New Braunfels Herald Zeitung, October 3, 1980

New Braunfels Herald Zeitung

October 03, 1980

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Issue date: Friday, October 3, 1980

Pages available: 20

Previous edition: Thursday, October 2, 1980

Next edition: Sunday, October 5, 1980

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Publication name: New Braunfels Herald Zeitung

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All text in the New Braunfels Herald Zeitung October 3, 1980, Page 1.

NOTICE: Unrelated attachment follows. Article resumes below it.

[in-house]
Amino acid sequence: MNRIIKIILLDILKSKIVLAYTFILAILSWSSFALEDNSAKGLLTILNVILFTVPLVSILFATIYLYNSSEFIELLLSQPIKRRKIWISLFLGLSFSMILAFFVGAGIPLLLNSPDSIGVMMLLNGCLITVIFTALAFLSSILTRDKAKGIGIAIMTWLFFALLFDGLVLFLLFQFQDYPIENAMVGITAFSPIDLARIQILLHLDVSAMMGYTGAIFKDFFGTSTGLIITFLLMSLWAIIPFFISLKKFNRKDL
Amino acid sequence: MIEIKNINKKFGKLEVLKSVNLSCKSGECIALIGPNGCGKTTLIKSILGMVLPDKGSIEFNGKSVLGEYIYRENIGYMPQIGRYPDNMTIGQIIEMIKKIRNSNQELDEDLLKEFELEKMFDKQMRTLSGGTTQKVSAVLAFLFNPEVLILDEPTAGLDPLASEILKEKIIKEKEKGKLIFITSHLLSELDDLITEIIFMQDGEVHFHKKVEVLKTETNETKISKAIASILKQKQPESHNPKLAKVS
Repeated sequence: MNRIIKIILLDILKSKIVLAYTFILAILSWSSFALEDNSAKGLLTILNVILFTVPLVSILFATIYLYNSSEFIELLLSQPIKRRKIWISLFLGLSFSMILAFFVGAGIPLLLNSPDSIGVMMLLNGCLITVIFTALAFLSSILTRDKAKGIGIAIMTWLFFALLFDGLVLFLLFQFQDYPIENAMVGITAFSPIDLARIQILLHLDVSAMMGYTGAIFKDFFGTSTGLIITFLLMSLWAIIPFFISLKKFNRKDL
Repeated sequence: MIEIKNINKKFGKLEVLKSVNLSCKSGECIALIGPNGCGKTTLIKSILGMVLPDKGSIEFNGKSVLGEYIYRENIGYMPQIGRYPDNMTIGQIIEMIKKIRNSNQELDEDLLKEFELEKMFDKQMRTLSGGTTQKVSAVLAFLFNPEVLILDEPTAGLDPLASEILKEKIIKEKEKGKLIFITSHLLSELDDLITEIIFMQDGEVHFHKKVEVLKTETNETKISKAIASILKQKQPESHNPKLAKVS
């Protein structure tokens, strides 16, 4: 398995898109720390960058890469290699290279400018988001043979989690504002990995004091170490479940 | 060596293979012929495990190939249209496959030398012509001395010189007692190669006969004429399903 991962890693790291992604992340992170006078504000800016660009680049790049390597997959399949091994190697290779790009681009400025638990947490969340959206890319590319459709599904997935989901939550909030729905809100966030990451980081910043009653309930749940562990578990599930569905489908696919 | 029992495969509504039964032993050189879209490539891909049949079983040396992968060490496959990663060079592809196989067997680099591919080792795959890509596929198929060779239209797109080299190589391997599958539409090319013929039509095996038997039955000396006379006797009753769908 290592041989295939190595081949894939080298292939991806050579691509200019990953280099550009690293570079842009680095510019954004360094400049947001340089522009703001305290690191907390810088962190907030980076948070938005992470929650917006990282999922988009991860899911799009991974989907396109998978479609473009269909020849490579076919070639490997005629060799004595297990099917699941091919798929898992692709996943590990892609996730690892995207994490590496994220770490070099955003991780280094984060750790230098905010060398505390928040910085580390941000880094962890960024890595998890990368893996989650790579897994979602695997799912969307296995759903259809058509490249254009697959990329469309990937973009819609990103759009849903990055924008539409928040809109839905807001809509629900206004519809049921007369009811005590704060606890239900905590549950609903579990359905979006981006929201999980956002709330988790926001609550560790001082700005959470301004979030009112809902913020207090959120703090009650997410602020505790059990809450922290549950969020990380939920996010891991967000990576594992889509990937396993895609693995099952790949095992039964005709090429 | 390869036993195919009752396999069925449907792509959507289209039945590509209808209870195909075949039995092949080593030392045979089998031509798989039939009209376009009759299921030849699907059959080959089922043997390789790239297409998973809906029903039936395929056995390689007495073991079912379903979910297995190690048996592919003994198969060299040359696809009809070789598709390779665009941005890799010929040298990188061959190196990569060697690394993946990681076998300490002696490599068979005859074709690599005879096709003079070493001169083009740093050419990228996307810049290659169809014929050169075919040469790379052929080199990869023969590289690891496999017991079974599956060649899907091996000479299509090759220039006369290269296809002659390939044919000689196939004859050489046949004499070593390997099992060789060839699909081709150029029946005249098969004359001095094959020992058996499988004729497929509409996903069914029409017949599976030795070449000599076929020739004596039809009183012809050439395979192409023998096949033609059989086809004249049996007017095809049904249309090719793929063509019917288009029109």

New Braunfels Herald Zeitung (Newspaper) - October 3, 1980, New Braunfels, Texas Friday • Taylor Communications Inc 25 cents October 3,1980 Mc of lim Cerater Como tv Bo*    omp* callas, fi3exaa 75235 Hapald-Zeituno Vol. 89 - No. 73 18 Pages — 2 Sections (USPS 377-880) New Braunfels, TexasIraq, Iran both claim control of port city BAGHDAD, Iraq (AP) — Iraq and Iran both claimed they were in control of Iran’s major port of Khorramshahr today as the war between the Persian Gulf oil giants ground into its 12th day. Iraq said its forces took over the port and were digging in after achieving their main objectives along an invasion front stretching 300 miles to the north. “There is no trace of any Iranian soldier left in Khorramshahr,” Baghdad radio said. “The town is under Iraq’s firm control.” It labeled as “hallucination” Iran’s claims it was crushing Iraqi troops in Khorramshahr and said: “What few so-called revolutionary guards are left in hiding are being flushed out and mopped up in Khorramshahr. That’s all that’s happening now.1’ Iran’s official Pars news agency said the Iraqi troops withdrew from Khorramshahr as late as midnight Thursday after abandoning tanks and other equipment, that water and electricity were cut off and that “the customs building and some other parts of the city set on fire by the Iraqis were burning out of control.” Iranian President Abolhassan Bani-Sadr said Iranian paratroopers were dropped into Khorramshahr on Thursday, that Iranian warplanes launched attacks to support them and that “enemy-crushing” operations were under way in the port, near the refinery city of Abadan at the head of the Persian Gulf. The Baghdad command dismissed those claims and said “unless the scale of fighting warranted, there will be only one military communique daily since Iraqi forces have achieved their main objectives and will concentrate on consolidation of their achievements.” So far there has been no independent confirmation of any of the claims or any reliable information on the size and disposition of the opposing forces. The Iraqi command said Thursday its naval units “inflicted serious damage” on Iranian military positions at Abadan, several miles from Khorramshahr, and that Iraqi MiGs attacked the Dezful area, 150 miles north of Abadan. However, it also said Iranian jets hit five Iraqi provinces, that five Iraqi civilians were wounded in air strikes on the southern Iraqi city of Amara and that two Iranian jets were shot down over Amara and Basra. The radio station in Ahwaz, capital of Khuzestan province 70 miles north of Abadan, claimed Thursday that “the enemy has been defeated and is making dastardly efforts in only a few places.” But the broadcast conceded “a number of feudalists are giving shelter to atheist forces,” meaning some ethnic Arabs in Khuzestan were aiding Iraq’s Arab soldiers. Another broadcast warned Iranian Arab tribesmen they would be “condemned to death” if they helped Iraqi soldiers. Tehran radio urged Iraq’s Kurds to revolt against the Baghdad regime. The appeal was a counter to Iraq’s call on “brother” Arabs in Khuzestan to rise up against the Tehran government. The appeal was novel since the Khomeini regime has been battling the Kurdish independence movement within its own borders for a month. Although Iraq and Iran are Moslem nations, the Iraqis are Arabs and the Iranians are predominantly non-Arab Persians. However, Arabs form the main ethnic group in Khuzestan and they have been battling for more autonomy from the central government in Tehran ever since Ayatollah Ruhollah Khomeini’s revolution ousted the shah 20 months ago. Iraq has seized on this restiveness and repeatedly called on its “Arab brothers” in the province to aid invading Iraqi forces. But the call apparently hasn’t been too successful, and Tehran Radio on Thursday repeated Khomeini’s rejection of Iraqi President Saddam Hussein’s call for a four-day cease-fire beginning Sunday. “The war continues,” the broadcast said. “Its objectives have been defined by Imam Khomeini. Does Saddam mean to say that he can declare war and then end it whenever he thinks fit?” The Iranian news agency also reported that Prime Minister Mohammad Ali Rajai met with Cuban Foreign Minister Isidoro Malmierca to discuss an attempt by President Fidel Castro to mediate the conflict. The agency reported that Rajai expressed surprise at Castro “advising us, in the face of the enemy’s tanks and guns, to sit with the aggressor Saddam.” Labor figures show economy improves rn WASHINGTON (AP)- The nation’s unemployment rate declined for the second straight month and wholesale prices fell for the first time in 4^ years, the government said today in two reports that reflected an overall improvement in the nation’s economy. The Labor Department said the unemployment rate declined to 7.5 percent in September, down from 7.6 percent in August and the lowest since April, when it was 7 percent. It reported separately that the wholesale prices were down 0.2 percent in September, a sharp turnaround from a 1.5 percent increase in August and the first decline since wholesale prices fell 0.3 percent in February 1976. The Producer Price Index, which measures prices at the wholesale level, rose in July and August by a whopping 1.5 percent and 1.7 percent, respectively, due in large part to a midwestern drought and heat wave that destroyed crops and thinned livestock herds. The two reports could help President Carter’s re-election hopes as they reflect an improving economy. They also are the last employment and wholesale price statistics before the Nov. 4 election. Republican candidate Ronald Reagan and independent contender John B. Anderson have both criticized President Carter’s handling of the economy, while the president has defended his actions as the best way to bring the nation out of the recession it has been mired in. In August, the unemployment rate was 7.6 percent of the labor force. It has hovered between 7.6 percent and 7.8 percent since May — the highest levels since President Carter took office. The I^abor Department said an additional 200,000 workers found jobs in September, mostly in the construction industry and on the nation’s farms. Total employment was 97.2 million. Unemployment totaled 7.8 million workers. Deborah Klein, a l^abor Department analyst, said the drop in unemployment for the second consecutive month “might be indicating a turn" in the economy. Although unemployment had declined in August from 7.8 percent to 7.6 percent, she said a one-month drop was insufficient to establish a trend in the minds of economists but a two-month decline is more convincing. The biggest job gains were among women, whose jobless rate dropped to 6.1 percent from 6.5 percent in August, and teen-agers, whose jobless rate dropped from 17.5 percent from 19.1 percent in August. The unemployment rate for adult men increased slightly to 6.7 percent, up from 6.6 percent in August, while unemployment among blacks and Hispanics also rose, going to 14.2 percent and 11.3 percent, respectively. However, even as statistics show the economy improving, the president on Thursday criticized the Federal Reserve Board for pushing up interest rates, an action that many economists fear could choke off the recovery from the recession. The prime lending rate for some banks was increased Thursday to 14 percent, which raises borrowing costs to business and consumers and could discourage business activity. The board, which is independent of the executive branch, raised the discount rate — the interest on Federal Reserve loans to member banks — from IO to ll percent in a move to force up interest rates and fight inflation by cutting the supply of money and credit. Carter’s criticism came only hours after New York’s Citibank, one of the nation’s largest, raised its prime lending rate one-half point, to 14 percent. The prime rate, which is what blue-chip corporate customers must pay to borrow, had risen only a day earlier to 13.5 percent. Another interest indicator — mortgage rates — is on the way up, too, the Federal Home Ixian Bank Board said. A board report said conventional 25-year mortgages were closed at an average rate of 12.39 percent in the first week of September, up from 12.27 a month earlier. Staff photo Church arrives This 30-by-80-foot building took three days to make the round-about 135-mile trip from Lackland Air Force Base to the site for St. Francis By-the Lake Episcopal Church at Canyon Lake. Rev. A. Russel Matthews, vicar, inspects the truck carrying the new sanctuary. Dedication service will be Nov. 18. Inside CLASSIFIED......................9-11A COMICS...........................8A CROSSWORD.......................8A HOROSCOPE.......................8A OPINIONS..........................4A SPORTS...........................5A STOCKS..........................12A T.V. LISTINGS.......................8A WEATHER.........................12A Races reset this weekend Since the rain has gone away and the race track has dried up, the Comal County Fair activities which were postponed from last weekend have been rescheduled for this weekend. Post time for the horse races will be 1:30 p.m. on both Saturday and Sunday. Races will be from IO p.m. to midnight. On Saturday there will be a “bull buck-off” at 8 p.m., which will not involve calf-roping. Danny Scheel, president of the fair association said there will be around 40 bulls available. Following at 9 p.rn, a country-western dance will be held in the Comal Corral. Scheel said that from all indications he has had there will be “a bunch of people coming” to the races as he’s received calls from all over the state and Oklahoma inquiring about them. The race-track is in “good shape” now, Scheel added. Expelled congressman to fight to regain seat Graphic lines divide the Comal River into planes of space Staff photo by John Santa/ WASHINGTON (AP) - Ousted Rep. Michael J. Myers, the first congressman ever expelled from the House for corruption, is fighting his expulsion in court and asking his constituents to send him back to Congress anyway. The House voted 376-30 Thursday to remove Myers, who was convicted Aug. 30 of taking a $50,000 bribe a year ago from undercover FBI agents posing as representatives of an Arab sheik seeking legislation favors. It was the first time a congressman had been expelled since three border-state members were removed in 1861 for supporting the Confederacy in the Civil War. Myers, 37, a gruff former longshoreman, admitted taking the money but said he was being kicked out of Congress for behavior that may be acceptable to his blue-collar constituents in South Philadelphia. “There may be a question of ethics, but ifs not illegal,” he said. “In this neighborhood, it may not be even unethical.” Myers won’t have tile support of the Philadelphia Democratic organization as he tries to convince the voters of that. “I have continuously told him it was an embarrassment to the district, to the city and to the party for him to seek re-election,” said city Democratic chairman David Glancy. “We are not going to support him, that’s for sure.” Reaction from the voters was mixed. “He was framed, set up,” said Pat Russo. “But I don’t think he’ll get reelected because he was caught.” Another constituent, Joe Bucci, said “He let the people down.. .That’s not t say that I wouldn’t have done the sam thing if I had been there. But when th* economy’s in the shape it’s in, and you’ve got guys who are hurting seein him getting this money, they’re not going to like it.” In the meantime, the Pennsylvania Democrat filed suit Thursday in U.S. District Court asking that he be reinstated for the rest of his term, which ends Jan. 5. The suit charged that the expulsion violated Myers’ constitutional bights and denied his constituents representation in Congress. ;